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  • Journal article
    Li L, Ribeiro Violante I, Leech R, Ross E, Hampshire A, Opitz A, Rothwell J, Carmichael D, Sharp Det al., 2019,

    Brain state and polarity dependent modulation of brain networks by transcranial direct current stimulation

    , Human Brain Mapping, Vol: 40, Pages: 904-915, ISSN: 1065-9471

    Despite its widespread use in cognitive studies, there is still limited understanding of whether and how transcranial direct current stimulation (tDCS) modulates brain network function. To clarify its physiological effects, we assessed brain network function using functional magnetic resonance imaging (fMRI) simultaneously acquired during tDCS stimulation. Cognitive state was manipulated by having subjects perform a Choice Reaction Task or being at “rest.” A novel factorial design was used to assess the effects of brain state and polarity. Anodal and cathodal tDCS were applied to the right inferior frontal gyrus (rIFG), a region involved in controlling activity large‐scale intrinsic connectivity networks during switches of cognitive state. tDCS produced widespread modulation of brain activity in a polarity and brain state dependent manner. In the absence of task, the main effect of tDCS was to accentuate default mode network (DMN) activation and salience network (SN) deactivation. In contrast, during task performance, tDCS increased SN activation. In the absence of task, the main effect of anodal tDCS was more pronounced, whereas cathodal tDCS had a greater effect during task performance. Cathodal tDCS also accentuated the within‐DMN connectivity associated with task performance. There were minimal main effects of stimulation on network connectivity. These results demonstrate that rIFG tDCS can modulate the activity and functional connectivity of large‐scale brain networks involved in cognitive function, in a brain state and polarity dependent manner. This study provides an important insight into mechanisms by which tDCS may modulate cognitive function, and also has implications for the design of future stimulation studies.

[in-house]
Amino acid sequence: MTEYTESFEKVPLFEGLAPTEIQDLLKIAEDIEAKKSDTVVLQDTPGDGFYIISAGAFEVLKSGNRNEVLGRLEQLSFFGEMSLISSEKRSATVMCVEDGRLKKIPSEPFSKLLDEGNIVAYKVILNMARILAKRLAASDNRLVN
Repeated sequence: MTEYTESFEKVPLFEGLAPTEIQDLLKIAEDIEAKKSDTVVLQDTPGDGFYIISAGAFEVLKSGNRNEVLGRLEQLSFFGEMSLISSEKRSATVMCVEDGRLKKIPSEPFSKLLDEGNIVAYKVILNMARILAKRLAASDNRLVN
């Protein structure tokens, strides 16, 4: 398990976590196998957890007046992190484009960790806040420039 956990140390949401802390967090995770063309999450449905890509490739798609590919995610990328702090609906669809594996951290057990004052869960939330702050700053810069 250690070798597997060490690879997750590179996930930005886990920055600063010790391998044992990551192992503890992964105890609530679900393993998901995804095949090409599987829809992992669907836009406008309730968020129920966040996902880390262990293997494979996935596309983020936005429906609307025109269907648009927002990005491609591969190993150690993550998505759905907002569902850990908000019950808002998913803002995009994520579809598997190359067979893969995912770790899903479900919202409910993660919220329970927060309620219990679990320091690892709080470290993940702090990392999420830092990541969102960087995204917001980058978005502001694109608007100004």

• Conference paper
    Chen C, Bai W, Rueckert D, 2019,

    Multi-task learning for left atrial segmentation on GE-MRI

    , International Workshop on Statistical Atlases and Computational Models of the Heart, Publisher: Springer Verlag, Pages: 292-301, ISSN: 0302-9743

    Segmentation of the left atrium (LA) is crucial for assessing its anatomy in both pre-operative atrial fibrillation (AF) ablation planning and post-operative follow-up studies. In this paper, we present a fully automated framework for left atrial segmentation in gadolinium-enhanced magnetic resonance images (GE-MRI) based on deep learning. We propose a fully convolutional neural network and explore the benefits of multi-task learning for performing both atrial segmentation and pre/post ablation classification. Our results show that, by sharing features between related tasks, the network can gain additional anatomical information and achieve more accurate atrial segmentation, leading to a mean Dice score of 0.901 on a test set of 20 3D MRI images. Code of our proposed algorithm is available at

  • Journal article
    Thayyil S, Liow N, Montaldo P, Lally P, Teiserskas J, Bassett P, Oliveira V, Mendoza J, Slater R, Shankaran Set al., 2019,

    Pre-emptive morphine during therapeutic hypothermia after neonatal encephalopathy: a secondary analysis

    , Therapeutic Hypothermia and Temperature Management, Vol: 10, Pages: 45-52, ISSN: 2153-7658